My Canvey Memories

Parts 7 & 8 Canvey Characters

Because there are quite a few of these memorable characters I am splitting them up into two episodes.

These are some of the people I can recall during my early years.
In recalling these people I have mentioned names, now this is no way meant to be derogatory or put them down, in fact I am putting them on a pedestal as they are an integral part of Canvey’s history and I hope that older residents who read this can also remember these characters and have a little laugh and maybe an odd tear.

The first one I can recall seeing when I moved to Canvey was the Bird Man who used to stand on the corner opposite the Haystack Pub and feed all the birds and sing to himself, the song went something like this … I’ll be pleased to hear the noisy aero planes shan’t I – shocking – the damn noise affects me – I can’t work for years and years and years every fortnight. Then he would go and recite a cure for a cold which went something like this “two ounces oil of linseed, one ounce oil of turpentine ” etc. a harmless happy person we were told that he was a wartime pilot suffering from shell-shock.

Mrs. Freeman and her daughter, known as The Cat Lady who wore what I can only describe as St Trinians girls uniform (a short skirt with stockings full of holes)and a beret pulled down over her ears and pushing a Tansad canvas pram around Canvey with her cats wrapped up in blankets lying like a pair of babies in the pram.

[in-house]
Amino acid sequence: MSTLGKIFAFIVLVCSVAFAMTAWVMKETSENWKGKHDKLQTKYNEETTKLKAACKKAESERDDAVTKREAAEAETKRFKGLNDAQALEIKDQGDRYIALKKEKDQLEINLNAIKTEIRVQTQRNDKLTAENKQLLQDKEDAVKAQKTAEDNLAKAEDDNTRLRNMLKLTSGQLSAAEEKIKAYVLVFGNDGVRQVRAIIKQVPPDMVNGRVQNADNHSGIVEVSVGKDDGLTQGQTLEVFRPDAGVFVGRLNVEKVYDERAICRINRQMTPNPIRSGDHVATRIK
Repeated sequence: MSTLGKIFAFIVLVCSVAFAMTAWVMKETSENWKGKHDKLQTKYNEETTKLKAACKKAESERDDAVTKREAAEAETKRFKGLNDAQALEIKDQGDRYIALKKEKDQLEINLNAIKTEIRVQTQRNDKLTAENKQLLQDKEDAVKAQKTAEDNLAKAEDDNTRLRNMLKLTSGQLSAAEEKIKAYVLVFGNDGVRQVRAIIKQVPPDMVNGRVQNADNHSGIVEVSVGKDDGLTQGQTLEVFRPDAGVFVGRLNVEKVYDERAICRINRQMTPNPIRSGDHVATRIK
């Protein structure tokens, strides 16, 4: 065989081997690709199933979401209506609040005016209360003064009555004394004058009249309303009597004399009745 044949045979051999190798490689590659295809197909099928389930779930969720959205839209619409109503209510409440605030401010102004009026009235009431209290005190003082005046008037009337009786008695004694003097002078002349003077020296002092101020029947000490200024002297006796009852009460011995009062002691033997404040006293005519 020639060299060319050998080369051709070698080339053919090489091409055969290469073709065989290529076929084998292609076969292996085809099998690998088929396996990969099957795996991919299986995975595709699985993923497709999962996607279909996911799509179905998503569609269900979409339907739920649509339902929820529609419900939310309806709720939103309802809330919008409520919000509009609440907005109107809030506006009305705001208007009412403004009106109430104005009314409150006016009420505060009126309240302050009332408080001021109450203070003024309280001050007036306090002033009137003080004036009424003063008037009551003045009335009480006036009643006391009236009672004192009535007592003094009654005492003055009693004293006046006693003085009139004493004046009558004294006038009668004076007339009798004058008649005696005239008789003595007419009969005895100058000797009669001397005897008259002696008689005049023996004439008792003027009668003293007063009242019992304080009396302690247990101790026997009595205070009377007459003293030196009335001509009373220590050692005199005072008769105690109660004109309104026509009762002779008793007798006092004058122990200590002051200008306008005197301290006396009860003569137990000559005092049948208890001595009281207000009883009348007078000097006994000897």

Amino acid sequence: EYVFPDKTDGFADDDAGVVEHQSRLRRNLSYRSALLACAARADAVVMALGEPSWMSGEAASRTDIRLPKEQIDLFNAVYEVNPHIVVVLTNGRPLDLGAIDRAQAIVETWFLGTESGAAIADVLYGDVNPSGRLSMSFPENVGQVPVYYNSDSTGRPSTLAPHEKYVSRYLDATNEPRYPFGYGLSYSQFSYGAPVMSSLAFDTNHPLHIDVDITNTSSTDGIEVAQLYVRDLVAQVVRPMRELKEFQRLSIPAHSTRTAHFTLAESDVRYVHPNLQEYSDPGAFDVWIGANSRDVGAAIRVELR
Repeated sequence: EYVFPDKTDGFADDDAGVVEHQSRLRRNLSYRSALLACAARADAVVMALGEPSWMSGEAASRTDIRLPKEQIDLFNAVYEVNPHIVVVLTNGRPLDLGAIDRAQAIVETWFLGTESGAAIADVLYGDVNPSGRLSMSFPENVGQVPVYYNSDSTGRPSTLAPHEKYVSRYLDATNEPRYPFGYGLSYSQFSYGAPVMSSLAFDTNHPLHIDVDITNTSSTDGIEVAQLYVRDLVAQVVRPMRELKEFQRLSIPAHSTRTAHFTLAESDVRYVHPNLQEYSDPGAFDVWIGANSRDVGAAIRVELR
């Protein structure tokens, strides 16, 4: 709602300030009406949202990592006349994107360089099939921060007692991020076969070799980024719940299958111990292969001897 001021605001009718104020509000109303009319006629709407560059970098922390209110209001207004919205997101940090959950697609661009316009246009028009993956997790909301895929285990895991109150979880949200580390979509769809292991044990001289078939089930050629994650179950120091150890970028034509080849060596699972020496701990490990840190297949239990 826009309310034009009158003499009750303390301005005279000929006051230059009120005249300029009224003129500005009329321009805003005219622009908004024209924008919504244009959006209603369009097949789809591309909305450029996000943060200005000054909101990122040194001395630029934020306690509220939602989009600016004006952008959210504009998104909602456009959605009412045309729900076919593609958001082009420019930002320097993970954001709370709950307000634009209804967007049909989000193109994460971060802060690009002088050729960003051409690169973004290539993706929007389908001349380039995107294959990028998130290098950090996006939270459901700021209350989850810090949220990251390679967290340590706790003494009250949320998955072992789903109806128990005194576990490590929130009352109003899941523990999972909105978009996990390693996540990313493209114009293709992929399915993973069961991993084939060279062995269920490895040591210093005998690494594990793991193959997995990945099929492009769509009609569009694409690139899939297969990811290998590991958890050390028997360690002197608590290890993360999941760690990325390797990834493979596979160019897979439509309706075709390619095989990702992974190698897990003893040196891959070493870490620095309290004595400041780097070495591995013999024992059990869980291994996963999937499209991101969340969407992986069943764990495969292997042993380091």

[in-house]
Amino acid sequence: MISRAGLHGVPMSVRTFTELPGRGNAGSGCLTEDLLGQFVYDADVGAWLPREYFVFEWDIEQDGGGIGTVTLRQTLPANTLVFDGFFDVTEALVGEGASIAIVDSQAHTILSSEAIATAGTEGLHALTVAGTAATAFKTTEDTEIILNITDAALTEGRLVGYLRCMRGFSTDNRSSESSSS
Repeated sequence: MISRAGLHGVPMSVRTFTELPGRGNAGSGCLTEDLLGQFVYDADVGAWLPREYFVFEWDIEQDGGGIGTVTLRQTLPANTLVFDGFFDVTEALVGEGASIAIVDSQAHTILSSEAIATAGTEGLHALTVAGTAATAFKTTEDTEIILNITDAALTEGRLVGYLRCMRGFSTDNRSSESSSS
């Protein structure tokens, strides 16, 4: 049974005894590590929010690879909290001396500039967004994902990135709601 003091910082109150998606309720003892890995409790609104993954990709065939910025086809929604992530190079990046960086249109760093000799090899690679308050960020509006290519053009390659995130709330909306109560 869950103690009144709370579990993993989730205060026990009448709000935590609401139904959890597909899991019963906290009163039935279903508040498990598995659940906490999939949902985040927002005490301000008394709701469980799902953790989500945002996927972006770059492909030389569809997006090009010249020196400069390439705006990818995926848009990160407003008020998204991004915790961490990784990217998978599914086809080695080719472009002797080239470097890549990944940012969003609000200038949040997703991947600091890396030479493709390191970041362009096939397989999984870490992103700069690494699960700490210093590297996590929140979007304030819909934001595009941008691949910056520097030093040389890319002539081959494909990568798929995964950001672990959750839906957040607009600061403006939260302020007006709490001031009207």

Fred and Bill McCave – Fred was the Editor of Canvey News and Benfleet Recorder and known to us boys as Canvey’s leading crime reporter, we used to rib him every time we saw him by asking him if he had caught any villains lately. His brother Bill was a builder and every time we saw him we would say “Keep your chin up Bill” now all the readers who can recall Bill will know the significance of this remark.

Jack Bradley known to everyone as Cockle Jack (a rather rotund man) who owned the very popular cafe opposite the Haystack was always outside selling seafood from his stall while his better half Ann and her helper Kit Foster did the serving inside.

Peggy Della with her red beret – whose rich baritone voice could be heard echoing from the Haystack to Lakeside Corner. Her command of the English language – very colourful to say the least – was an education and her rude answers shouted to us on the other side of the road to some very rude personal insulting questions burnt your ears.

Peter Bond who always wore a knee length maroon jacket and drove around Canvey in a Hudson Terraplane convertible with his two mates sitting up on top of the back seats the car being previously owned by Dianna Dors (So we were led to believe!)